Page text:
New Mex­ico re­vokes dis­pen­sary li­cense for the first time

The Taos News - - BUSINESS - By Thom Cole tcole@sfnewmex­i­can.com

A com­pany with dis­pen­saries in Las Cruces and Al­bu­querque is the first med­i­cal cannabis pro­ducer in New Mex­ico to have its li­cense re­voked.

State Health Sec­re­tary Lynn Gal­lagher last week re­voked the li­cense of Mother Earth Herbs, ef­fec­tive March 31.

Gal­lagher also per­ma­nently banned the com­pany’s pres­i­dent and ex­ec­u­tive di­rec­tor, Vi­vian Moore, from work­ing in any ca­pac­ity for any med­i­cal cannabis li­censee.Mother Earth Herbs and Moore were ac­cused of sub­mit­ting fal­si­fied au­dits to the state Health De­part­ment, which over­sees the med­i­cal cannabis pro­gram. The pro­gram was cre­ated in 2007.

Moore has de­nied fal­si­fy­ing the au­dits and said in an email Mon­day that, “We will con­tinue to fight the false al­le­ga­tions made against me and Mother Earth Herbs, Inc. through the courts.”

Mother Earth Herbs and Moore can chal­lenge Gal­lagher’s ac­tions in state district court.

Mother Earth Herbs is one of about three dozen li­censed med­i­cal cannabis producers serv­ing more than 58,000 pa­tients ap­proved for the New Mex­ico pro­gram. As of Aug.1, Taos had two non­profit cannabis producers li­censed through the state – New Mex­i­cann Nat­u­ral Medicine and South­west Well­ness Cen­ter.

Mother Earth Herbs has been in busi­ness since 2010 and is li­censed by the de­part­ment to pro­duce 450 plants. It be­gan with a dis­pen­sary in Las Cruces and ex­panded to Al­bu­querque last year.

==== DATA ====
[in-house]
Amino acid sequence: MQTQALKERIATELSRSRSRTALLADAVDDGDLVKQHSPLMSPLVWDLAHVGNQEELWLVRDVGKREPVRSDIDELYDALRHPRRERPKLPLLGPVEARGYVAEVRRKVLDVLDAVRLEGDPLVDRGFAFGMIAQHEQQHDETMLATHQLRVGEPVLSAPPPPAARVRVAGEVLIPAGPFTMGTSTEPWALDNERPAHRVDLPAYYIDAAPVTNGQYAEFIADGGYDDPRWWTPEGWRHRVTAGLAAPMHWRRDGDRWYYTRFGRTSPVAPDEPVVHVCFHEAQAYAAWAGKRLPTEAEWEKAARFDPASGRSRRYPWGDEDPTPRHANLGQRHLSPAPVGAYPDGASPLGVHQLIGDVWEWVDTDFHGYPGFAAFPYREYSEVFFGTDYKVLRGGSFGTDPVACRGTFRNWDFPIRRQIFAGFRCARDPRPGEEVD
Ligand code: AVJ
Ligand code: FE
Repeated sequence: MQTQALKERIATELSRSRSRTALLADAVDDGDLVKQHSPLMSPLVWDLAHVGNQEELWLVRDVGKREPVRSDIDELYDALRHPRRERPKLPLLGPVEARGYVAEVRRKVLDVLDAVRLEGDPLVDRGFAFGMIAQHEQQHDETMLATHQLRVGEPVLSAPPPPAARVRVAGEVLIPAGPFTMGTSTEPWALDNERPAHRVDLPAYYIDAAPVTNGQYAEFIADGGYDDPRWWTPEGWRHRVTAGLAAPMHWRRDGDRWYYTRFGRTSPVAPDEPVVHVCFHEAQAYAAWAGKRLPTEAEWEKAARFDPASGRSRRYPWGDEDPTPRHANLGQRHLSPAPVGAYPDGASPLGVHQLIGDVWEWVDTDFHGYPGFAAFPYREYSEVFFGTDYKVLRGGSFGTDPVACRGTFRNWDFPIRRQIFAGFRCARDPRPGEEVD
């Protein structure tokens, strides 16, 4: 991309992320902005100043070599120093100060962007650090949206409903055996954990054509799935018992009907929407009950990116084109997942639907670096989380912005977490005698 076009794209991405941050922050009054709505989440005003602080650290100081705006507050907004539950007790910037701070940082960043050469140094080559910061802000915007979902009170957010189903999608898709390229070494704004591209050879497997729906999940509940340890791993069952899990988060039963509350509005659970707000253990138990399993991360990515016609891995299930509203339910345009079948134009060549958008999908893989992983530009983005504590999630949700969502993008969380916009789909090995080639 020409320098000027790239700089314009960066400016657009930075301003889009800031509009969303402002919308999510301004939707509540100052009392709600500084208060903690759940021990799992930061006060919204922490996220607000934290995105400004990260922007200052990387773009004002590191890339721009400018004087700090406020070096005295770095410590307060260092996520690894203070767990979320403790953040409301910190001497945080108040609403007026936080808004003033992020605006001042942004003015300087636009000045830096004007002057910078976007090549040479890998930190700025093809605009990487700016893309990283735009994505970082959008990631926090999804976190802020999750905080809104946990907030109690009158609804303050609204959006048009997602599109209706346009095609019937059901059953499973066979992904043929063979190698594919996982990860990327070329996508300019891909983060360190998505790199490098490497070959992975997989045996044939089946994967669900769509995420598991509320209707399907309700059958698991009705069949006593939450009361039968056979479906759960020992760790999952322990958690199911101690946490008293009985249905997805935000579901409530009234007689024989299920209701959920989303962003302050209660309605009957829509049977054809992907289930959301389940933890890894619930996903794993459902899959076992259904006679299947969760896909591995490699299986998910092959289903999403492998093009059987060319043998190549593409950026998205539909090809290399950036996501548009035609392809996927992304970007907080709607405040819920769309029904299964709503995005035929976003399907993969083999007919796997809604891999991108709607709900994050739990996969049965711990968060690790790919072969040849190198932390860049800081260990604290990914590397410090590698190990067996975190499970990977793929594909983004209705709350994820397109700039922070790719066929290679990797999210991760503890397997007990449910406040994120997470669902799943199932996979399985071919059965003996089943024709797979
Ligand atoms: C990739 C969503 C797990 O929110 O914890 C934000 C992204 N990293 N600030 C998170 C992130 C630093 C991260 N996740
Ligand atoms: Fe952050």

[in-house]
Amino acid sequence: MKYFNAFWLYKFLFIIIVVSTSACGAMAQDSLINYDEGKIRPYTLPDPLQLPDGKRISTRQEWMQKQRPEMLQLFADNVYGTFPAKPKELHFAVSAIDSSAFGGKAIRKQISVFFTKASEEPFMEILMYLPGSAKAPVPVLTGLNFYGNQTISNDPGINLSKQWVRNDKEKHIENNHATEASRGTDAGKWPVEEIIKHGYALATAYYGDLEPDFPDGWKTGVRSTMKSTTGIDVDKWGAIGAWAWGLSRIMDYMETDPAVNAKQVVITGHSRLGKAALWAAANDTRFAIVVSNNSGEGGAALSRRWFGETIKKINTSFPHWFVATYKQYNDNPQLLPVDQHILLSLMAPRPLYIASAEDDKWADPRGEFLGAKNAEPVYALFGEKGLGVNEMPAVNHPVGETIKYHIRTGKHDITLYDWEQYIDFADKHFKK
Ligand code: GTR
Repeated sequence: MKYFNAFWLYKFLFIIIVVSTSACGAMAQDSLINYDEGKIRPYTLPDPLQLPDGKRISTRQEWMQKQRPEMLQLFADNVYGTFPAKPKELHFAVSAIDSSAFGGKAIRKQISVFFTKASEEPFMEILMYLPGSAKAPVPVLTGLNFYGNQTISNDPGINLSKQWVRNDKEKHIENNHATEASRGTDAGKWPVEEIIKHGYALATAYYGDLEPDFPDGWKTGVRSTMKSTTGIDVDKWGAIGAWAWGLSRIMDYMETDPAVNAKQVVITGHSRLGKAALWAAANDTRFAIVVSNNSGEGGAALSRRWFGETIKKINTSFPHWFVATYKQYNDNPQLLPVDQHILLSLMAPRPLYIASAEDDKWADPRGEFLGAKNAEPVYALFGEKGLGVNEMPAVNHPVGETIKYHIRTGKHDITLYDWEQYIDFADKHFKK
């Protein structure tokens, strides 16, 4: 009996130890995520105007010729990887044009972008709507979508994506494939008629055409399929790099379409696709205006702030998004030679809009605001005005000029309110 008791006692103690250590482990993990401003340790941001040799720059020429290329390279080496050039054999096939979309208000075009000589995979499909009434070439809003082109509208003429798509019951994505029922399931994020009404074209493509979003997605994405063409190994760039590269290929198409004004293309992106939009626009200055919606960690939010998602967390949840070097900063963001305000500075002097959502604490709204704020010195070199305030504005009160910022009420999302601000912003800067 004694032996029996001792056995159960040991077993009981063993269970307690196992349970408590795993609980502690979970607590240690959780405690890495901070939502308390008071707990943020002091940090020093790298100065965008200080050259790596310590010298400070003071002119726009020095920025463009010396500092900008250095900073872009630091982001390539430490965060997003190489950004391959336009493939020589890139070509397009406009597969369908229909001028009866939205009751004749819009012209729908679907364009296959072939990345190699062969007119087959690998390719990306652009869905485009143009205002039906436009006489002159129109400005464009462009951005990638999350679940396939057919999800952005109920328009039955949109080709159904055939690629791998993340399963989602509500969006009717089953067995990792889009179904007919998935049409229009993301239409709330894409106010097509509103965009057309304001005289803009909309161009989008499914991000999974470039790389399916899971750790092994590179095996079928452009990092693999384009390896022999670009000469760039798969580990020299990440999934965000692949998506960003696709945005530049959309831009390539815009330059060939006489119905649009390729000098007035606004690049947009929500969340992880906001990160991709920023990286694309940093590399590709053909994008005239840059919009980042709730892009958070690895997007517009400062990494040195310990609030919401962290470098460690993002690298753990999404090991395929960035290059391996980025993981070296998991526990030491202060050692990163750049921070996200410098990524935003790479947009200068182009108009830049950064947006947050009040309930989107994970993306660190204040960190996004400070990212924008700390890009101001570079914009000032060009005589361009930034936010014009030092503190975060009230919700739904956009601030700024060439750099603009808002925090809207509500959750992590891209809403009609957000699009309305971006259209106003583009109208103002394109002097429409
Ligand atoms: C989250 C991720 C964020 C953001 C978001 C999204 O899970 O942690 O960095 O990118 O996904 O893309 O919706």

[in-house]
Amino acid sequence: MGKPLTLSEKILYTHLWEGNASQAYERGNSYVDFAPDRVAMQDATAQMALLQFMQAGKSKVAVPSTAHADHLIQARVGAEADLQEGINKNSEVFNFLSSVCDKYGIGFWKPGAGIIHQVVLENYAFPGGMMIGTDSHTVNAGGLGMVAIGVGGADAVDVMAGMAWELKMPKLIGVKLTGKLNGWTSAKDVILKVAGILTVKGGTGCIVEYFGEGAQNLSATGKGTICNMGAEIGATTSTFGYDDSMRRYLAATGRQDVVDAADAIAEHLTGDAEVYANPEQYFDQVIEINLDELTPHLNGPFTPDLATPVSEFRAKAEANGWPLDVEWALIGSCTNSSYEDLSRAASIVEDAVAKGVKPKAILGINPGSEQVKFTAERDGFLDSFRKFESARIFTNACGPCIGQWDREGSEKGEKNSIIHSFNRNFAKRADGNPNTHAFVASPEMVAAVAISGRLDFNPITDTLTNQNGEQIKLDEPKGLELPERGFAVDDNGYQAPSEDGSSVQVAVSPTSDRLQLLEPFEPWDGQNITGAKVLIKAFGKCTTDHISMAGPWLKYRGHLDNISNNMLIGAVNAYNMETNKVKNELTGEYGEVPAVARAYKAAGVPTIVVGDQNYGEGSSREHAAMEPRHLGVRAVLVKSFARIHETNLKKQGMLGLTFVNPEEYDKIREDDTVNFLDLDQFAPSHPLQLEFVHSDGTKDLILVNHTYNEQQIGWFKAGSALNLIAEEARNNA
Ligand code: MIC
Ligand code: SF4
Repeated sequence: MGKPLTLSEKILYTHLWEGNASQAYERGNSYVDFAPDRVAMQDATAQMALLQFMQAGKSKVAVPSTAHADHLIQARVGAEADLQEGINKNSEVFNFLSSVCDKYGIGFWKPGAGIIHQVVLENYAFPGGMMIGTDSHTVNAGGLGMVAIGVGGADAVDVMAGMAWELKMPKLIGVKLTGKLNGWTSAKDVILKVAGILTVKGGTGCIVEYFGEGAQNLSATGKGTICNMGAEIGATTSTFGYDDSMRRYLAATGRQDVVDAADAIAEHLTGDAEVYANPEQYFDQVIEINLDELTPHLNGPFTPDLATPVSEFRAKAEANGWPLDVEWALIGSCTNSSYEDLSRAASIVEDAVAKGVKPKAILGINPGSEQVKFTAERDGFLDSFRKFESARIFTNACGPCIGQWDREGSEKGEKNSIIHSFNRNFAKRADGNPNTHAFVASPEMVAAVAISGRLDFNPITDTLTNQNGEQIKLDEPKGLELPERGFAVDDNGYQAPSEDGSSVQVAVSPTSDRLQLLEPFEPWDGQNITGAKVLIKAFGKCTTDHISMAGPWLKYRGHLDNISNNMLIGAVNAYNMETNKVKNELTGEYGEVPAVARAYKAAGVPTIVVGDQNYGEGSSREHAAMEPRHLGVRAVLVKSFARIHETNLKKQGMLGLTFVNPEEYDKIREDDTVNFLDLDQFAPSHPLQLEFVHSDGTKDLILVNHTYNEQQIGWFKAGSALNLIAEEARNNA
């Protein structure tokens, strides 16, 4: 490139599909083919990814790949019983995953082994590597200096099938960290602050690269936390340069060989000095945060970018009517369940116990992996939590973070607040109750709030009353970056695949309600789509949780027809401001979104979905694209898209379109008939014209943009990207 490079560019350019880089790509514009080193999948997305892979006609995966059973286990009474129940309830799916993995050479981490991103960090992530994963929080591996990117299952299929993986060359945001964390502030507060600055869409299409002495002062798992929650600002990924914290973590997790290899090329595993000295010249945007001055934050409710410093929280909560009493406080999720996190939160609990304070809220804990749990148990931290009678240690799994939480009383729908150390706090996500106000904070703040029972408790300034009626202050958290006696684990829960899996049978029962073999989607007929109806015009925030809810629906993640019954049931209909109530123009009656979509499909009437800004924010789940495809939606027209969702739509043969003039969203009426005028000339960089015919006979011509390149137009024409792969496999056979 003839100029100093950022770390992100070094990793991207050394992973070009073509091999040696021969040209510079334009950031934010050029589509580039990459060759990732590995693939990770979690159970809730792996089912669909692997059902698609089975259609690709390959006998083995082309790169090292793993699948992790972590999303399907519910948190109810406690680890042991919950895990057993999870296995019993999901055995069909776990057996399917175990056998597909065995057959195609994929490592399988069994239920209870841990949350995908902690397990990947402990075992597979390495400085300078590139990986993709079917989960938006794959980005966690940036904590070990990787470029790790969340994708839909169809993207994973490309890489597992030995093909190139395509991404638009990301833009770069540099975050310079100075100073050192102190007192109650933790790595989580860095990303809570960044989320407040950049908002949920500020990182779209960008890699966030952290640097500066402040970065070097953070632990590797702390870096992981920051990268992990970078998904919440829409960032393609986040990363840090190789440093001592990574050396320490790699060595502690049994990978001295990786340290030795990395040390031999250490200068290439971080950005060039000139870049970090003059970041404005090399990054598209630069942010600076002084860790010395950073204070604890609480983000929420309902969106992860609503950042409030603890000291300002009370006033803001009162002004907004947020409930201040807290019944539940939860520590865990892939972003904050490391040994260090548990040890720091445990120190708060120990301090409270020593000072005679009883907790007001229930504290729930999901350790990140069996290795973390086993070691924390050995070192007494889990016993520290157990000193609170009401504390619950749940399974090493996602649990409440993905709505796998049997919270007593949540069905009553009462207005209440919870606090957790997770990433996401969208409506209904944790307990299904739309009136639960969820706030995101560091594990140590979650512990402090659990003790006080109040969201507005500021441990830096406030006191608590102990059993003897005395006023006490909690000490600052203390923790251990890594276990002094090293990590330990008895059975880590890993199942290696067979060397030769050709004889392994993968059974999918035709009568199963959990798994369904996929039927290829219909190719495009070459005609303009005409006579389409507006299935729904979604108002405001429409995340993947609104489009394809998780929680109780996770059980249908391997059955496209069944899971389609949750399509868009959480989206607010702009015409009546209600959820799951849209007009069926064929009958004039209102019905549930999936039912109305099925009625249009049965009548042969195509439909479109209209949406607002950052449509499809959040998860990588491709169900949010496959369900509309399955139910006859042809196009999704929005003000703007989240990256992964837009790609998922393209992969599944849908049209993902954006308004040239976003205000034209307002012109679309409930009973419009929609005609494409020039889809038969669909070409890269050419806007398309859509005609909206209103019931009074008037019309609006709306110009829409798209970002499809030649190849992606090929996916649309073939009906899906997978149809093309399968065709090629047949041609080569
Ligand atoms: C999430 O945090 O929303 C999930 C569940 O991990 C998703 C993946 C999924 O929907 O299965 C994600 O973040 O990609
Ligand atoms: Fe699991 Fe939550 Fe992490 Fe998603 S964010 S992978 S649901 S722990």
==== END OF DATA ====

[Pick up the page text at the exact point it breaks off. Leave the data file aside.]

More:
Li­censed med­i­cal cannabis producers are re­quired to sub­mit an­nual au­dits to the health de­part­ment. The au­dits must be con­ducted by in­de­pen­dent cer­ti­fied pub­lic ac­coun­tants.

The de­part­ment no­ti­fied Mother Earth Herbs and Moore in Jan­uary that it planned to re­voke the pro­ducer’s li­cense and ban Moore from the med­i­cal cannabis pro­gram for sub­mit­ting fal­si­fied au­dits for 2014 and 2015.

Mother Earth Herbs and Moore protested the pro­posed ac­tions. The health de­part­ment brought in an out­side lawyer, Craig Erickson, to serve as hear­ing ex­am­iner. After hear­ing tes­ti­mony in April and June he rec­om­mended that the de­part­ment move for­ward with its pro­posed ac­tion against the com­pany and Moore.

In her de­ci­sion, Gal­lagher said Erickson’s rec­om­men­da­tions were “ap­pro­pri­ate based on the facts and law.”

Erickson wrote in his 133page re­port that he didn’t find Moore to be cred­i­ble.

Moore said the au­dits for 2014 and 2015 were pre­pared by an ac­coun­tant who had done pre­vi­ous work for Mother Earth Herbs, ac­cord­ing to Erickson’s re­port. The ac­coun­tant said his sig­na­tures on the au­dits were forged.

Erickson also noted Moore had failed to pro­duce any doc­u­men­ta­tion that the ac­coun­tant was hired or paid by Mother Earth Herbs for the au­dits.

The hear­ing of­fi­cer re­jected ar­gu­ments by at­tor­neys for Mother Earth Herbs and Moore that the pro­posed ac­tions against the pro­ducer and its ex­ec­u­tive di­rec­tor were too se­vere when com­pared to the al­leged mis­con­duct.

Erickson rec­om­mended Gal­lagher give Mother Earth Herbs a rea­son­able time to shut down if the sec­re­tary de­cided to re­voke the pro­ducer’s li­cense.

Gabriela Cam­pos/The New Mex­i­can

A hand­ful of med­i­cal cannabis at a dis­pen­sary in Al­bu­querque.

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